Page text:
The BoxFighter Indiegogo came to a close last weekend at just over $3,000 – only 38% of our $8,000 target.
In financial terms, it simply was not a success. However, we learned a lot from the exercise, developed several new skills and connections, and pushed BoxFighter to new heights in the process.
For reference: Compare our indiegogo video, released May 15:
To the BoxFighter Beta trailer, released June 22nd.
The visuals are cleaner, our video editing improved significantly, and we added (several iterations of) expressive eyes!
Our hope was that people would be astounded by the incredible potential BoxFighter possesses, see our goal as reasonable, and hop on the train.
However, between overreaching in our initial goals, encountering several personal calamities within days after launching,we were stretched quite thin throughout the 42-day campaign, and our fundraising efforts obviously suffered for it.
Despite these setbacks, we were compelled to continue working on BoxFighter. We still attended every event and met every commitment we made throughout the campaign, and wanted to present the highest-quality piece we could at every stop on our campaign trail. We made improvements to visuals, UI, and game balance at every opportunity, and grew ever more proud of our accomplishments.
What we learned
People love the game, they thanked us for presenting it, and said they wanted to play at home. A few even wanted to buy it on the spot.
However, very little of that enthusiasm turned into real contributions. Something about our pitch simply wasn’t actionable, and as the campaign progressed, we began to figure out the pieces that were missing from our efforts.
- BoxFighter isn’t ready for sale.
- Porting a beta to a new platform isn’t a very marketable concept.
- BoxFighter in its current iteration is an excellent installation piece, rather than something for home sale.
From a gameplay perspective, BoxFighter is solid: Players like the game, and want to bring it home. Arcade owners like the game, and are enthusiastic about installing cabinets. Publishing platforms are interested in promoting the game. Unfortunately, everything that surrounds our finely honed gameplay engine is currently ill-suited for production or distribution.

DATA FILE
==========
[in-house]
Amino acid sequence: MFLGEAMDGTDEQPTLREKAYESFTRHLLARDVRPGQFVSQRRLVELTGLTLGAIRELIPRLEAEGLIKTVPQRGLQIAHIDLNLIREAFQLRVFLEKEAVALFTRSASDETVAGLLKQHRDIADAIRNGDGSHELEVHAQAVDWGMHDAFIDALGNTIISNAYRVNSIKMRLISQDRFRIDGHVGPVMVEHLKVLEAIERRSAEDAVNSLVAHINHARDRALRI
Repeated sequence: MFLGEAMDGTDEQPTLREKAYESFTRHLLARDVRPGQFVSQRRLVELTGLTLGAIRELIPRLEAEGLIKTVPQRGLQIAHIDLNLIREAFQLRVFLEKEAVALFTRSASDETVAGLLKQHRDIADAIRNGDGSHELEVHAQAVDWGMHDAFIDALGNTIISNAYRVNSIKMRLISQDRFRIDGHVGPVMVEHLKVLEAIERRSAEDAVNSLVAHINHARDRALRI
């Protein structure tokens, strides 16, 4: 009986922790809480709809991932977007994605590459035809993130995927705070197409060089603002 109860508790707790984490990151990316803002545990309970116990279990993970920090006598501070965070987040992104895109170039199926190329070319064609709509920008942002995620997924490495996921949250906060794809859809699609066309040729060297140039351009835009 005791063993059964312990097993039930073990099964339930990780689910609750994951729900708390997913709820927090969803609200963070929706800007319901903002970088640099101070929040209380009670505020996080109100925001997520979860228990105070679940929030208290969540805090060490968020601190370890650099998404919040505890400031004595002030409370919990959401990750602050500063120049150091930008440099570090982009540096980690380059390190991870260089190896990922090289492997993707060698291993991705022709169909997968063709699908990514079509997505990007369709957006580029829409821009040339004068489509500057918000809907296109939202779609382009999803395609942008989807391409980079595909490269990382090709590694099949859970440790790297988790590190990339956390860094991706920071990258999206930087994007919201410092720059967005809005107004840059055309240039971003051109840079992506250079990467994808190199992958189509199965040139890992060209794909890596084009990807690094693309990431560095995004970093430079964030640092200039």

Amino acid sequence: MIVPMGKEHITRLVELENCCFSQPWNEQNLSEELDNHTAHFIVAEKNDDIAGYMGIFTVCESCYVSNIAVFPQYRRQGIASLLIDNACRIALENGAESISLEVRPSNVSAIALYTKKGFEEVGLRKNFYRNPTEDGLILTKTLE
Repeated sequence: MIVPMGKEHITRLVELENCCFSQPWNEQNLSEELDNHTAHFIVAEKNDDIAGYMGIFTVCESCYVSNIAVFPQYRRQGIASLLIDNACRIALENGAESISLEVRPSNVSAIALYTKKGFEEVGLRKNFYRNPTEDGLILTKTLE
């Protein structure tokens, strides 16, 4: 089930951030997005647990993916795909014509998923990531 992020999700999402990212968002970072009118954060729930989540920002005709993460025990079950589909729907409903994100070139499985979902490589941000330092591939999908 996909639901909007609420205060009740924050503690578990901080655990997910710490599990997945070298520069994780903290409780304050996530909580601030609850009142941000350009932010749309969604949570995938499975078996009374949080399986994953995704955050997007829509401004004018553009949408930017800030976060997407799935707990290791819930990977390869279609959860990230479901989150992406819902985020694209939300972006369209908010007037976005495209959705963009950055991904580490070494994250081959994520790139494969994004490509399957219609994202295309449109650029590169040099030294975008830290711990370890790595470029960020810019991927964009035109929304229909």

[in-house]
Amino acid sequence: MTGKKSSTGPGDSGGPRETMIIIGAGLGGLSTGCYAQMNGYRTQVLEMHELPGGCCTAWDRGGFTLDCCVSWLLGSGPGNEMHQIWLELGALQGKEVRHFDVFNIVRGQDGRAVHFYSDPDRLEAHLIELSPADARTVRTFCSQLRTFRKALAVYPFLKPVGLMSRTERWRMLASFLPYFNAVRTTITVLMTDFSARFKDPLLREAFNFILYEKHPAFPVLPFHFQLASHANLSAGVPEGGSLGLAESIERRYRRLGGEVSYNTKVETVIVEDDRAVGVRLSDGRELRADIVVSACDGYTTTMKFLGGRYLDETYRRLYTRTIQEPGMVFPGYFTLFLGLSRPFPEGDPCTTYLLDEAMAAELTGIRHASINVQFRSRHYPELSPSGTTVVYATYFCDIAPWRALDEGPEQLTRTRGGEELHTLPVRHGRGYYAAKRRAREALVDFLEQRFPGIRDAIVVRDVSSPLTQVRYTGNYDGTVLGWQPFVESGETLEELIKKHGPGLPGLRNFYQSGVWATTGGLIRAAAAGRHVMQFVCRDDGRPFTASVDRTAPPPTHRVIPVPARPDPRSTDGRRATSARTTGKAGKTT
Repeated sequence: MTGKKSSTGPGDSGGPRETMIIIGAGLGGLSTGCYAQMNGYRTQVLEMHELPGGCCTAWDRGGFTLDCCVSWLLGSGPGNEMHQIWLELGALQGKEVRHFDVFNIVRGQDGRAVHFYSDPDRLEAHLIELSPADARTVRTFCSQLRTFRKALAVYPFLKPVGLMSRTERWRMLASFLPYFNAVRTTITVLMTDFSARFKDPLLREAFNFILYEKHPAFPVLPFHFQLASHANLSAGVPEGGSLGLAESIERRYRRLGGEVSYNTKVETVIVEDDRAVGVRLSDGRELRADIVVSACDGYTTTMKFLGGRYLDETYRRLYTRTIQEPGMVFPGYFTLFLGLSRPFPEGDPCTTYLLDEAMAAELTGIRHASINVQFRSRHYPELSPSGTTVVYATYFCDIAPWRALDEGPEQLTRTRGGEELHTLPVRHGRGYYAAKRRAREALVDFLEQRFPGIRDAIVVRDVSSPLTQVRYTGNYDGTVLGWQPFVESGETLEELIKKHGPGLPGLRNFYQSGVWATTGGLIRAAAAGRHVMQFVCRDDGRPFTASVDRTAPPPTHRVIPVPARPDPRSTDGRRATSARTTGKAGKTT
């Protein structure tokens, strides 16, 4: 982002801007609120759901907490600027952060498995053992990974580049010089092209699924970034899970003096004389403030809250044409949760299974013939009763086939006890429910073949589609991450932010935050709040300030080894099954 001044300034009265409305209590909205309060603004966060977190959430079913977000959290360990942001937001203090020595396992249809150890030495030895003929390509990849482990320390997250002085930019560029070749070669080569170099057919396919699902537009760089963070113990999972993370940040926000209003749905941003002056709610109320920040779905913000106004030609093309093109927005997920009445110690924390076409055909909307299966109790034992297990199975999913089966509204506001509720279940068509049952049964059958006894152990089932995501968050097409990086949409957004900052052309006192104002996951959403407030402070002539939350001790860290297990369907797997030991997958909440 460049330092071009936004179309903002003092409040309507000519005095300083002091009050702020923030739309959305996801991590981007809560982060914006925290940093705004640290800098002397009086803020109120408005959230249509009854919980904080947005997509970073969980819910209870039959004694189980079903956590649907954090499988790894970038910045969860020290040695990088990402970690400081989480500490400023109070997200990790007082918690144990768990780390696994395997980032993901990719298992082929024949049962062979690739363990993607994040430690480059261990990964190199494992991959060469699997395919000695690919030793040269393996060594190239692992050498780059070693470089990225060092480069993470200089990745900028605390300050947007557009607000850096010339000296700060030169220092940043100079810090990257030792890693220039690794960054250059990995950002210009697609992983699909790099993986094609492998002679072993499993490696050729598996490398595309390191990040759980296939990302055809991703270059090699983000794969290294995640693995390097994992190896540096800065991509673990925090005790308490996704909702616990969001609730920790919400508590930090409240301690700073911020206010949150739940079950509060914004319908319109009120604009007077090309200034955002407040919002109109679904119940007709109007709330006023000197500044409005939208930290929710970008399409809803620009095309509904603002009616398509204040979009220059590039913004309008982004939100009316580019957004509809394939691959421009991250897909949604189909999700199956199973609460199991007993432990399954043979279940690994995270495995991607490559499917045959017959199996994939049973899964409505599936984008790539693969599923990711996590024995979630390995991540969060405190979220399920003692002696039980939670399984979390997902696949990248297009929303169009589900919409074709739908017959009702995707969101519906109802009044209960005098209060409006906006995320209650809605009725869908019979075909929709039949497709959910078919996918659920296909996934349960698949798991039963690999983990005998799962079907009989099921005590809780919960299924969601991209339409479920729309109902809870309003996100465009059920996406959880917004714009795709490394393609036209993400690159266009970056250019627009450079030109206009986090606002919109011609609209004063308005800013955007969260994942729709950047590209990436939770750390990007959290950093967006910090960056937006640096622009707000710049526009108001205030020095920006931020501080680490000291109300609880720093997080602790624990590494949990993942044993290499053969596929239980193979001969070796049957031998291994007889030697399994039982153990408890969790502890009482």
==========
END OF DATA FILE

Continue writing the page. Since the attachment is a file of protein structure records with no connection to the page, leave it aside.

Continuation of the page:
BoxFighter is a well-tuned engine in a halfway-finished chassis. We have spent four years tuning the in-game visuals, improving gameplay and character balance, but we have not honed the UI, created a single-player mode, nor addressed controller compatibility difficulties specific to our engine.
We rode a wave of enthusiasm into this campaign, and what we discovered was exactly as written above: People want to buy our game, but can’t. Upon making that discovery, the pitch to transport our game to a new format where they could play it was… murky. Some people picked it up right away, and most of those that did, contributed. Ultimately, though, our message wasn’t clear enough to reach the requisite number of people, and our campaign fell well short of its goals in the end.
While we don’t have a penny to show for it, the experience gained from this exercise was invaluable. One of the oldest lessons in entrepreneurship is that you must accept your failures, learn from them, and use that knowledge to better prepare for the next opportunity. Here are our takeaways from the process:
- However much time you think you need to prepare, do more.
- Feature creep is dangerous.
- Don’t rely on the quality of your product, nor its potential, to do your marketing for you.
Now that we’re on the other side of this experiment, we admit that these aren’t exactly revolutionary discoveries. However, nothing is more educational than first-hand experience. Most importantly, we know that we have the drive to accomplish something like this in the future, and are more excited than ever to keep working on our game.
Where we’re headed
Enthusiasm for the game has never been higher, and we truly believe that a BoxFighter community will have something unique to add to the gaming world. We want to bring this into being, and have learned that the road we will walk is the long, organic path, rather than something we can pull together with a quick fundraising campaign.
While dedicating our lives to the game and promotion of this campaign made for an exciting spring, the pace of our BoxFighter work is evening out to a calm and steady drive. We are working on compatibility, and have released our Linux-only beta into the wild, receiving some valuable input from its players.
One of the most powerful things about BoxFighter is the incredible flexibility of the character creation process. we are turning some of our newly freed-up resources focus back into character development, design and balance, meaning we have some exciting new boxes in the works, ready to play, fight, and win in their own special shades.
Last week, we debuted our work-in-progress, Orange, to a handful of eager BoxFighter players at our final campaign event at Quarterworld Arcade in Portland. In our next post, we will unveil this character to the world and talk in detail about the process of designing a BoxFighter character.
Throughout this all, we want to thank you for your continued support and interest in our art. We’re looking forward to what’s to come.